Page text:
The relationship between plants and animals that became extinct at the end of the Cretaceous is important to understanding dinosaur extinction. The reasons for extinction in all these different groups are related. Understanding why another group became extinct may give us clues about dinosaur extinction.
Plants and some animals have a better fossil record than dinosaurs. They also give clues about climate that dinosaur fossils do not. Some marine protozoans (single-celled organisms), called foraminifera, have shells that tell the temperature of the water where the animal lived. By studying the chemical make-up of these tiny fossils, the temperatures of prehistoric seas can be found, and changes in the ocean temperature can be shown. Ocean temperature reflects the climate. This can be used to find out what the climate was like before, during, and after dinosaurs became extinct.
But unlike other scientists, paleontologists cannot go into a laboratory and repeat experiments. They can only untangle history by examining fossils. Unfortunately, there is not enough information and it is often incomplete.
Studying the fossil record can be compared to watching a mystery movie. The paleontologist, though, does not have the whole film. The paleontologist has a film with some parts that are almost complete (every other frame) and others where large chunks (whole reels) are missing. The paleontologist must piece these parts together in order to find out how much of the film is missing.
Paleontologists have come up with a measure of how much of the fossil record is present. The term used is "stratigraphic completeness." Scientists must know how complete the record is in order to find out how long the extinction of dinosaurs took. To use the movie example, it's like trying to find how much time has passed since an event (like a murder) occurred. If all of the frames are present, we know the amount of time. If every other frame is present, we can only say that the event happened within the length of the gap.
Scientists have studied the stratigraphic completeness in the rock formations containing the last dinosaur fossils and in the boundary between the Cretaceous and the Tertiary (the period following the Mesozoic Era). In complete rock units, the best we can say is that dinosaur extinction took less than 100,000 years. In rock units where the sections are less complete, the time frame is longer-even as much as a million years.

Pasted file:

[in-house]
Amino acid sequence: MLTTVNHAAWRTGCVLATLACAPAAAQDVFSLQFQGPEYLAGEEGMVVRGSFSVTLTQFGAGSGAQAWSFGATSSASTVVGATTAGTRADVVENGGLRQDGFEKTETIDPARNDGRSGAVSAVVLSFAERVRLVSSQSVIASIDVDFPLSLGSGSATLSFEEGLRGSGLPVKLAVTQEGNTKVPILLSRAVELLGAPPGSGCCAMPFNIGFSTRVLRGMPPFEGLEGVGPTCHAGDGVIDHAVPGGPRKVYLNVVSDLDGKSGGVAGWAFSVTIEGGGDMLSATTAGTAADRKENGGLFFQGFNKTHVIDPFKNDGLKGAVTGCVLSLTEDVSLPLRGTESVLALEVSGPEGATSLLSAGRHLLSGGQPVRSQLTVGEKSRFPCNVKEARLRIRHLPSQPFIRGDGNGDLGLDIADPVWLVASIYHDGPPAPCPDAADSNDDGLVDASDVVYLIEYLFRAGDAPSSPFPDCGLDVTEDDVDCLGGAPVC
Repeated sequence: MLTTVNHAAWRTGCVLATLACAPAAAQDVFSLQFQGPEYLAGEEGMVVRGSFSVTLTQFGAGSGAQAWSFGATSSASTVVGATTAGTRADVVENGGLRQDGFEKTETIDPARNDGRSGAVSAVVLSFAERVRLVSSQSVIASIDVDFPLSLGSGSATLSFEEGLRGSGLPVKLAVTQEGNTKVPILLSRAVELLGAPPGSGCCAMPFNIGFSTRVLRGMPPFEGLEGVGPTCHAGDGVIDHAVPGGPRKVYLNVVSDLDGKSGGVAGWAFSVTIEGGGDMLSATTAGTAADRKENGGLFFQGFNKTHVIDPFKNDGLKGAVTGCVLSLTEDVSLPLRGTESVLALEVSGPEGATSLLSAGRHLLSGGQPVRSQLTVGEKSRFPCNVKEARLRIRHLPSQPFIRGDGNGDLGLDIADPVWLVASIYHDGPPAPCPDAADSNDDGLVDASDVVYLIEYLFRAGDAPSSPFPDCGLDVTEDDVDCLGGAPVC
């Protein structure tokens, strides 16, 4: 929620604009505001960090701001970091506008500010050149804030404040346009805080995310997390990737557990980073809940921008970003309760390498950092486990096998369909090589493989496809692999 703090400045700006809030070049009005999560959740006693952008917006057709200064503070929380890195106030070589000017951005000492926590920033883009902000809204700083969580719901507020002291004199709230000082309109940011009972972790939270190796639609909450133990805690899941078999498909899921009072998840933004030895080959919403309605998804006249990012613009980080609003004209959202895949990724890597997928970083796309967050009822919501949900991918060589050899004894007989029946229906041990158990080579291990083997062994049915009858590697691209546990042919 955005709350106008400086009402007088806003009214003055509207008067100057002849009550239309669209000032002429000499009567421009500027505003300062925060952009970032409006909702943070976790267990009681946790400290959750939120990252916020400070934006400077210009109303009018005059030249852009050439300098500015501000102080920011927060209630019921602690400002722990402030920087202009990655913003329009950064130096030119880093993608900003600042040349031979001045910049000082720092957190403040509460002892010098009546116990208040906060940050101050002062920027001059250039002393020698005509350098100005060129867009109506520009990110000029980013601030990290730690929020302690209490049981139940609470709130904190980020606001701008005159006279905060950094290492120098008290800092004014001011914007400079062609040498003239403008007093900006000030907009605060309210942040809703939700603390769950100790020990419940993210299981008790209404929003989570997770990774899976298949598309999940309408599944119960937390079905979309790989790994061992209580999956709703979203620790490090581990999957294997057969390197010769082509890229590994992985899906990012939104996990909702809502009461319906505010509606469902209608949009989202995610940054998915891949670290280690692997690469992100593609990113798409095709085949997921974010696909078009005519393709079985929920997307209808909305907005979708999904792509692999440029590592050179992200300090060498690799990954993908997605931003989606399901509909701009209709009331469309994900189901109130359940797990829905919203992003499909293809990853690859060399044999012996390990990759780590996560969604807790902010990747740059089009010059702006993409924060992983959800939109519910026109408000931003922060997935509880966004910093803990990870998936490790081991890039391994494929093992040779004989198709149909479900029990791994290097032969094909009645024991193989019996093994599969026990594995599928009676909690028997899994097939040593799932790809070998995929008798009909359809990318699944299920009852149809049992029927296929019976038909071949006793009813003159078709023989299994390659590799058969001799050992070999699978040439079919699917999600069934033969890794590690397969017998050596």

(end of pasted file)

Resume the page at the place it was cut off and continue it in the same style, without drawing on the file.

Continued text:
In marine rocks (rocks formed in seas or oceans) the record is often more complete. It is here that the earliest and some of the strongest evidence for an extraterrestrial (something from outside the earth's atmosphere) cause for dinosaur extinction has come. Because the record is more complete in marine rocks, the time units studied are much smaller and more accurate. The stratigraphic completeness in rocks deposited in the San Juan Basin (a rock unit in western North America that includes the final phase of dinosaur history) is 100,000 years. In contrast, marine rocks deposited during this same time in Spain allow an interval as short as 10,000 years to be studied. However, these rocks contain no dinosaur fossils.
A second problem with the fossil record is that sometimes fossils can be collected out of place. Recently scientists reported that some dinosaurs may have survived the end of the Cretaceous and lived into the early Tertiary. Workers collected these specimens in rocks above the Cretaceous-Tertiary boundary, with specimens of early Tertiary mammals.
Many paleontologists feel that these specimens were already fossils in the Early Tertiary. They believe that these fossils eroded out of the rocks, and nature reburied them along with the remains of Tertiary mammals. Scientists call this process "reworking" or secondary deposition. It only looks like these animals lived at the same time, even though they lived millions of years apart. Paleontologists must study every specimen carefully.